International Journal of Legal Medicine

, Volume 125, Issue 6, pp 757–762 | Cite as

Characterising the dynamics of expirated bloodstain pattern formation using high-speed digital video imaging

  • Andrea E. Donaldson
  • Nicole K. Walker
  • Iain L. Lamont
  • Stephen J. Cordiner
  • Michael C. Taylor
Original Article


During forensic investigations, it is often important to be able to distinguish between impact spatter patterns (blood from gunshots, explosives, blunt force trauma and/or machinery accidents) and bloodstain patterns generated by expiration (blood from the mouth, nose or lungs). These patterns can be difficult to distinguish on the basis of the size of the bloodstains. In this study, high-speed digital video imaging has been used to investigate the formation of expirated bloodstain patterns generated by breathing, spitting and coughing mechanisms. Bloodstain patterns from all three expiration mechanisms were dominated by the presence of stains less than 0.5 mm in diameter. Video analysis showed that in the process of coughing blood, high-velocity, very small blood droplets were ejected first. These were followed by lower velocity, larger droplets, strands and plumes of liquid held together in part by saliva. The video images showed the formation of bubble rings and beaded stains, traditional markers for classifying expirated patterns. However, the expulsion mechanism, the distance travelled by the blood droplets, and the type of surface the blood was deposited on were all factors determining whether beaded stains were generated.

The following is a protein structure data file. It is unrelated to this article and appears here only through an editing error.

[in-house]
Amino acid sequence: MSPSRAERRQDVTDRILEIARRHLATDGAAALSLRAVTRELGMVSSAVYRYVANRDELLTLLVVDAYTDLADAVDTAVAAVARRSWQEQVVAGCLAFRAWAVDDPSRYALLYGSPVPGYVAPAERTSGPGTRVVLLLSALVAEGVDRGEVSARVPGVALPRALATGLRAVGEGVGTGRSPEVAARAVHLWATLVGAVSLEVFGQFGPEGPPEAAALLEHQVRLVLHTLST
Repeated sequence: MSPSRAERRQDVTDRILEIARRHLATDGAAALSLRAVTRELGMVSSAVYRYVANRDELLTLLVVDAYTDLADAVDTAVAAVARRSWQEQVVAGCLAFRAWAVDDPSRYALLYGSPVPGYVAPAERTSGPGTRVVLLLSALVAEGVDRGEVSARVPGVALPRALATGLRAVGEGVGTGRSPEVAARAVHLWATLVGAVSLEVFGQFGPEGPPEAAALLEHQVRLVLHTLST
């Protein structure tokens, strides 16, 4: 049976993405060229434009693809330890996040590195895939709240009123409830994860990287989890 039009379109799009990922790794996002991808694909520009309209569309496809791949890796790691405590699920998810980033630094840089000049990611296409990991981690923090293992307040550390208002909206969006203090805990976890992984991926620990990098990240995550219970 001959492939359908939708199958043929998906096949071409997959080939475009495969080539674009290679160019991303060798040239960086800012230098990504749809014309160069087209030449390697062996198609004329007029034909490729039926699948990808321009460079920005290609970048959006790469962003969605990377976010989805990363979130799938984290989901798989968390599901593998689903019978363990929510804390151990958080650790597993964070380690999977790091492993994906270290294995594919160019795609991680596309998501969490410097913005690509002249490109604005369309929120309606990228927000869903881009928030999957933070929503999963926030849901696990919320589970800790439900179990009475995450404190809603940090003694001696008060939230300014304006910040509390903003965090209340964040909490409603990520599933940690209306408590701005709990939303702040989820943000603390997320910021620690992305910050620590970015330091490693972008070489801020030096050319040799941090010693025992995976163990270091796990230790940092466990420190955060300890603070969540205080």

Blood pattern analysis Expirated blood spatter Beaded stains Bubble rings High-speed digital imaging 


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Copyright information

© Springer-Verlag 2010

Authors and Affiliations

  • Andrea E. Donaldson
    • 1
  • Nicole K. Walker
    • 2
  • Iain L. Lamont
    • 1
  • Stephen J. Cordiner
    • 3
  • Michael C. Taylor
    • 4
  1. 1.Department of BiochemistryUniversity of OtagoDunedinNew Zealand
  2. 2.Department of ChemistryUniversity of AucklandAucklandNew Zealand
  3. 3.Institute of Environmental Science and Research (ESR) LtdPoriruaNew Zealand
  4. 4.Institute of Environmental Science and Research (ESR) LtdChristchurchNew Zealand

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